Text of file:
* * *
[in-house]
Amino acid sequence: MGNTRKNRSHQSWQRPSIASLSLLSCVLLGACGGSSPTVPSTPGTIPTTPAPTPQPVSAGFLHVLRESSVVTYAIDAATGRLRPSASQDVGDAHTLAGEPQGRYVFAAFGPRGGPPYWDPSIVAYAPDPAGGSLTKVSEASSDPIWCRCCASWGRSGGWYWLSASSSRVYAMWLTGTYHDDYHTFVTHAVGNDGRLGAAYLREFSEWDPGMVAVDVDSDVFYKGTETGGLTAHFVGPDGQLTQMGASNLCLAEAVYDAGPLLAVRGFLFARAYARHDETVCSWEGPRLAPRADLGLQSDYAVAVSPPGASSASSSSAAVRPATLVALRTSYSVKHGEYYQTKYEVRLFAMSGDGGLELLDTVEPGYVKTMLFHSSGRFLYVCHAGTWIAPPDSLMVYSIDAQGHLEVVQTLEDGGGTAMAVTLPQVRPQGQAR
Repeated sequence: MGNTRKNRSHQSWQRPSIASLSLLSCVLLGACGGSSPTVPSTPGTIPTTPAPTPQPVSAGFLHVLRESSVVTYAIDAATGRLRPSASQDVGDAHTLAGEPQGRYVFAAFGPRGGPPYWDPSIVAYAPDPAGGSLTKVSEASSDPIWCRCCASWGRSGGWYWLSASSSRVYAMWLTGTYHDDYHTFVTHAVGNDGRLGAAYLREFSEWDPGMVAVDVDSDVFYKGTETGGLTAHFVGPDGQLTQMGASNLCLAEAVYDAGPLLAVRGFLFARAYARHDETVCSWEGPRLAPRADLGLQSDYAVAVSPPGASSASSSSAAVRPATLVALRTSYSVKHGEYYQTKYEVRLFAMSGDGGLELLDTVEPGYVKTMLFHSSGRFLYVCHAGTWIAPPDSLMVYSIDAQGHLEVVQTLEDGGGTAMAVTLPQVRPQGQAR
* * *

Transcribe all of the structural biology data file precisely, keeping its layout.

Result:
[in-house]
Amino acid sequence: MGNTRKNRSHQSWQRPSIASLSLLSCVLLGACGGSSPTVPSTPGTIPTTPAPTPQPVSAGFLHVLRESSVVTYAIDAATGRLRPSASQDVGDAHTLAGEPQGRYVFAAFGPRGGPPYWDPSIVAYAPDPAGGSLTKVSEASSDPIWCRCCASWGRSGGWYWLSASSSRVYAMWLTGTYHDDYHTFVTHAVGNDGRLGAAYLREFSEWDPGMVAVDVDSDVFYKGTETGGLTAHFVGPDGQLTQMGASNLCLAEAVYDAGPLLAVRGFLFARAYARHDETVCSWEGPRLAPRADLGLQSDYAVAVSPPGASSASSSSAAVRPATLVALRTSYSVKHGEYYQTKYEVRLFAMSGDGGLELLDTVEPGYVKTMLFHSSGRFLYVCHAGTWIAPPDSLMVYSIDAQGHLEVVQTLEDGGGTAMAVTLPQVRPQGQAR
Repeated sequence: MGNTRKNRSHQSWQRPSIASLSLLSCVLLGACGGSSPTVPSTPGTIPTTPAPTPQPVSAGFLHVLRESSVVTYAIDAATGRLRPSASQDVGDAHTLAGEPQGRYVFAAFGPRGGPPYWDPSIVAYAPDPAGGSLTKVSEASSDPIWCRCCASWGRSGGWYWLSASSSRVYAMWLTGTYHDDYHTFVTHAVGNDGRLGAAYLREFSEWDPGMVAVDVDSDVFYKGTETGGLTAHFVGPDGQLTQMGASNLCLAEAVYDAGPLLAVRGFLFARAYARHDETVCSWEGPRLAPRADLGLQSDYAVAVSPPGASSASSSSAAVRPATLVALRTSYSVKHGEYYQTKYEVRLFAMSGDGGLELLDTVEPGYVKTMLFHSSGRFLYVCHAGTWIAPPDSLMVYSIDAQGHLEVVQTLEDGGGTAMAVTLPQVRPQGQAR